Just The Snacks, Ma\'am

By Lesley Sauls

June 6, 2008 5 min read

JUST THE SNACKS, MA'AM

What to do when children give good food a bad time

By Lesley Sauls

Copley News Service

Whether it's mid-morning, after school or bedtime, growing children sometimes need a snack. Although it's cheap and easy to grab a bag of chips, a cookie or a candy bar, the best choice is something that satisfies hunger and meets the changing nutritional needs of growing children.

Dietitian Elisa Zied, spokeswoman for the American Dietetic Association and co-author of "Feed Your Family Right!" (Wiley, $17), points out that, "(Parents) need to focus more on calcium-rich snacks."

As children grow, "calorie and nutrient needs increase," explains Zied. "Teens need more iron; girls because they menstruate and need to replace losses, and boys to support increases in lean muscle tissue. They also need increased calcium as they develop peak bone mass."

The challenge for parents is in how to meet the nutritional needs of their children while generating enthusiasm for healthy foods.

For 15 years, Michelle Kooiker has been teaching elementary school and preschool in northern Wisconsin. Her struggle has been to entice picky eaters at snack time, and her creative technique seems to pay off.

"Sometimes kids are turned off by unfamiliar textures, so I ask them to break it down into steps," says Kooiker, "the first of which is to 'kiss it goodbye.'"

Kooiker's method is to have a balking child bring a new food to his or her lips for a kiss. Sometimes the taste on the lips is enough to tempt a bite. Sometimes it takes longer to become comfortable with a new flavor and texture. After a positive connection has been made to the food, she encourages a nibble. Later on, she suggests a bite. Before too long, the introduction is a success and the child is picking up something new to "kiss goodbye."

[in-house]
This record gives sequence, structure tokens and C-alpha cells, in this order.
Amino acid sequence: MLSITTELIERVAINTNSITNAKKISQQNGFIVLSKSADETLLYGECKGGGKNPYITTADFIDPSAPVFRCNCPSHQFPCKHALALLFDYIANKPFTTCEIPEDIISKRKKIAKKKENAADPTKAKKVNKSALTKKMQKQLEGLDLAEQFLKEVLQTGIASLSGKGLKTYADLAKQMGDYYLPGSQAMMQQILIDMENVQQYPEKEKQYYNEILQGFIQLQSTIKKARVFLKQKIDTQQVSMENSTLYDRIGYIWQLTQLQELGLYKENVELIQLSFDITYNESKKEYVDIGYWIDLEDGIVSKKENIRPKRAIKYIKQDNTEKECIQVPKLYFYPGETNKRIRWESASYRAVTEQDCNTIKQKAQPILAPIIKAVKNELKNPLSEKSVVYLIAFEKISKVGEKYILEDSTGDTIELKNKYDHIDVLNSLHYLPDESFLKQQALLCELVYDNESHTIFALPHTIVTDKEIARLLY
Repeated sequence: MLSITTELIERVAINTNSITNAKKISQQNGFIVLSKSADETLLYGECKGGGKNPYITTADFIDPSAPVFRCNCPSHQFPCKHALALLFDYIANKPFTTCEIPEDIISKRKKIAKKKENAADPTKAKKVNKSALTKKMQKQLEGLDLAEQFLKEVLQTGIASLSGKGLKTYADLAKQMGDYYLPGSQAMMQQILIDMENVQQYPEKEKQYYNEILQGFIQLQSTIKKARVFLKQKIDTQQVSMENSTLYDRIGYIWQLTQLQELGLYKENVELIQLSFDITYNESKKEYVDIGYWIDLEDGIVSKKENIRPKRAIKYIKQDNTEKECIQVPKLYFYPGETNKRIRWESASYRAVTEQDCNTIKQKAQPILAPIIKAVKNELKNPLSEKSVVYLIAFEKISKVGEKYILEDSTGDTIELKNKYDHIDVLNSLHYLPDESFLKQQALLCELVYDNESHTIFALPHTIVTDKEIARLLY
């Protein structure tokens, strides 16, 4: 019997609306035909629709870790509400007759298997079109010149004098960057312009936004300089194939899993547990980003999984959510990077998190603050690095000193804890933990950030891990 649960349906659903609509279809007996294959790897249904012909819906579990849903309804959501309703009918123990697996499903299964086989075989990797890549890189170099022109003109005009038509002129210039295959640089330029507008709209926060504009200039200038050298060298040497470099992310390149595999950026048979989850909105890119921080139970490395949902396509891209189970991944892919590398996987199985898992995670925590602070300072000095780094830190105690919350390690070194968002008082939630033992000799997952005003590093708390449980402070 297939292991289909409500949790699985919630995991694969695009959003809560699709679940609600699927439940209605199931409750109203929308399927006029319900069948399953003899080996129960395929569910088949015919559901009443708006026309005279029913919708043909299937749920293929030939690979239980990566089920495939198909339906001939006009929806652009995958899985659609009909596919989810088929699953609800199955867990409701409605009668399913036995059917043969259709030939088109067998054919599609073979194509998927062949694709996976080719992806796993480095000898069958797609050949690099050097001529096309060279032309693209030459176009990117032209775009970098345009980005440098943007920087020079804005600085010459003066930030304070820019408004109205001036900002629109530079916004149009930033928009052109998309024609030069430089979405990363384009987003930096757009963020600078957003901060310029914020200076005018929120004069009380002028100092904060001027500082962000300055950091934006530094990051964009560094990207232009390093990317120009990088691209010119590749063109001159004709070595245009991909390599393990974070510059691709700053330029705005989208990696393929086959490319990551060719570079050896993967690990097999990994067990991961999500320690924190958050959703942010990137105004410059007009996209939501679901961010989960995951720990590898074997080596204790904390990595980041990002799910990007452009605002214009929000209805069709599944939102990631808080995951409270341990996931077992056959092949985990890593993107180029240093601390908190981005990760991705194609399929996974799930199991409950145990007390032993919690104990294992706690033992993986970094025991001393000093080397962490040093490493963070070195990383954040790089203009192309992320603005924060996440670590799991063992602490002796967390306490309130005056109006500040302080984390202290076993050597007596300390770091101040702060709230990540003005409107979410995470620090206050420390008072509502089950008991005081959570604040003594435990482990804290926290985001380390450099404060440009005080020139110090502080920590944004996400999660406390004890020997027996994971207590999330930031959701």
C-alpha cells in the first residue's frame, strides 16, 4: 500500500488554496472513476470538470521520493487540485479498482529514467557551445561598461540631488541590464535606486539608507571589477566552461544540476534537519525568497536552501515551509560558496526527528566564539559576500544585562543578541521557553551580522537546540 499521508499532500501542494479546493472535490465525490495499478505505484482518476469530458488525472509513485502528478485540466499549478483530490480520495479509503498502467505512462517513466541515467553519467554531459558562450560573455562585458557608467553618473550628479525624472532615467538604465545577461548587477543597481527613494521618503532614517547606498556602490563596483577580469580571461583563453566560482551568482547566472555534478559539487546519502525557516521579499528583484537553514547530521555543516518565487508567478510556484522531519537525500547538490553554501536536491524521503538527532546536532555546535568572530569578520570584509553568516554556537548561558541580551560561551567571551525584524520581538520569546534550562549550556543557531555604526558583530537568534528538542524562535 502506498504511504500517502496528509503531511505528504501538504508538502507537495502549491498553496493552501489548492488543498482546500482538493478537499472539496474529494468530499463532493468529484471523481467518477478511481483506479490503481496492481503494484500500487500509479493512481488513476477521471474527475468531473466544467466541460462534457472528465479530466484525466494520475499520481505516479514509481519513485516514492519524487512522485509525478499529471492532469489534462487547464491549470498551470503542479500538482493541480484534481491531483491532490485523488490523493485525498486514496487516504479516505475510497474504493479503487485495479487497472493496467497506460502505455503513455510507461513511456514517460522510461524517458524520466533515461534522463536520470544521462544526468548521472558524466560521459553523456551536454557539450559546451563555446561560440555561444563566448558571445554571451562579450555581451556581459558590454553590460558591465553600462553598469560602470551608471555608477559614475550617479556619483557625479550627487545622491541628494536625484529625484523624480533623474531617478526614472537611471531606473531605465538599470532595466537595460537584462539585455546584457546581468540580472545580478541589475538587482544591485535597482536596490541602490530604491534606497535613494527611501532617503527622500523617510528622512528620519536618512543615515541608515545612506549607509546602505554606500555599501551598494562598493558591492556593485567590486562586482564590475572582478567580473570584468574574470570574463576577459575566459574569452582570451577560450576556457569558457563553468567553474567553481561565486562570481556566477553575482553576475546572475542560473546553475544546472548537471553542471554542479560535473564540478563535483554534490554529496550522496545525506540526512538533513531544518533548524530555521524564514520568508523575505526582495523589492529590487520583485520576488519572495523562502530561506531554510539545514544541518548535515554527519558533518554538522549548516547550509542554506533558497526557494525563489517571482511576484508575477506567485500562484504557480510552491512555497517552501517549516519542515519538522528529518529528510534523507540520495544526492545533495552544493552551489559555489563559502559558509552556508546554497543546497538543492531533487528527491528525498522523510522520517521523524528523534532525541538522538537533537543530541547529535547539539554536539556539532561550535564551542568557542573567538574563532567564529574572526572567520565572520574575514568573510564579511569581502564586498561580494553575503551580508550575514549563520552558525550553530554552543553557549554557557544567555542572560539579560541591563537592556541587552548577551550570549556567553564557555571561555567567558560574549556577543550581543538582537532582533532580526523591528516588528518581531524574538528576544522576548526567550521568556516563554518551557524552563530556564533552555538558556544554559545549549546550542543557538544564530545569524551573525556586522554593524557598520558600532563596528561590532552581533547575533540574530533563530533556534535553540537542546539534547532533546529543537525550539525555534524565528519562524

What defines a healthy snack food?

"Parents should think of snacks as extensions of meals and should include foods that fall into the key food groups: dairy, fruits, veggies, grains, lean meats/beans," says Zied.

Creative presentation is also helpful in selling these snacks to children. Peanut butter spread on celery with raisins on top becomes "Ants on a Log." Guacamole and hummus can be "Monster Mash" into which carrots, pita chips or jicama can be dipped. Spinach and cheeses combine to make a great dunk for multigrain crackers and veggies. Sweet dips are popular, too. Blend honey with mascarpone, cream cheese or peanut butter and plunge sliced apples or graham cracker sticks into the tasty mix.

For the parent with little free time for whipping up specialty dips, low-fat pudding, chocolate milk and single-serving cheese sticks can provide a speedy calcium boost for children. If it's your day to provide a snack for the class at school, bring yogurt. Add a dollop of Cool Whip, and the children have an activity food for stirring and cracker-dunking. If there are 10 squealing tweens in your living room for a sleepover, sprinkle air-popped popcorn with tasty seasonings for their movie treat.

Avoid highly processed foods when at all possible. Instead, buy fresh fruits and vegetables for easy munching. Clean, slice and store them in a clear bowl in the refrigerator where they are easy to see and consume. Sliced oranges are easier to approach than whole ones and prepared berries are more fun to tackle than ones with stems. A clear tray of carrots, cherry tomatoes, sliced cucumber and broccoli with a tasty dip or salsa is a quick sell to hungry children.

A good dose of fruits and vegetables will help keep children hydrated, which is important in maintaining good health. Water is the best drink for children, followed by fat-free milk. But a cup of 100 percent fruit juice per day or a sport drink from time to time can be a treat.

To be sure children are hydrated enough, Zied advises that they have, "enough water and other liquids so that their urine is pale in color, not yellow." Deep color and odor indicate dehydration and disappear with the proper amount of fluid intake.

Include children in their own snack selections. Talk about food groups and healthy choices. Include them in the purchase and preparation of their snacks, and lead by example. A child won't choose sliced cucumbers if mom is tearing into a bag of Cheetos. Keep the experience fun and don't turn snack time into a food battle. By being a positive role model, you will instill in your children lifelong habits that will set them off on good, long lives.

? Copley News Service

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